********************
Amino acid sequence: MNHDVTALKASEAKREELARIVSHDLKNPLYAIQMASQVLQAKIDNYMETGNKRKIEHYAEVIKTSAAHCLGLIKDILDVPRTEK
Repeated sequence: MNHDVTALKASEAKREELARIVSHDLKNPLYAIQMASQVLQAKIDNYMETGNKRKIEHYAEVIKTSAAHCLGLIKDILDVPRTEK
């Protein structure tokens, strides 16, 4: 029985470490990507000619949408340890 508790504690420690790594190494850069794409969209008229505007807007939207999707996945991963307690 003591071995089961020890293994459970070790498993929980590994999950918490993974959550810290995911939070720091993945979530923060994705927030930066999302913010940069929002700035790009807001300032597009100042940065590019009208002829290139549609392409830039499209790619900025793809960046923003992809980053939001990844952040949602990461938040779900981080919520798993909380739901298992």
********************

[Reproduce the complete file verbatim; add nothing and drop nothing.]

Amino acid sequence: MNHDVTALKASEAKREELARIVSHDLKNPLYAIQMASQVLQAKIDNYMETGNKRKIEHYAEVIKTSAAHCLGLIKDILDVPRTEK
Repeated sequence: MNHDVTALKASEAKREELARIVSHDLKNPLYAIQMASQVLQAKIDNYMETGNKRKIEHYAEVIKTSAAHCLGLIKDILDVPRTEK
């Protein structure tokens, strides 16, 4: 029985470490990507000619949408340890 508790504690420690790594190494850069794409969209008229505007807007939207999707996945991963307690 003591071995089961020890293994459970070790498993929980590994999950918490993974959550810290995911939070720091993945979530923060994705927030930066999302913010940069929002700035790009807001300032597009100042940065590019009208002829290139549609392409830039499209790619900025793809960046923003992809980053939001990844952040949602990461938040779900981080919520798993909380739901298992």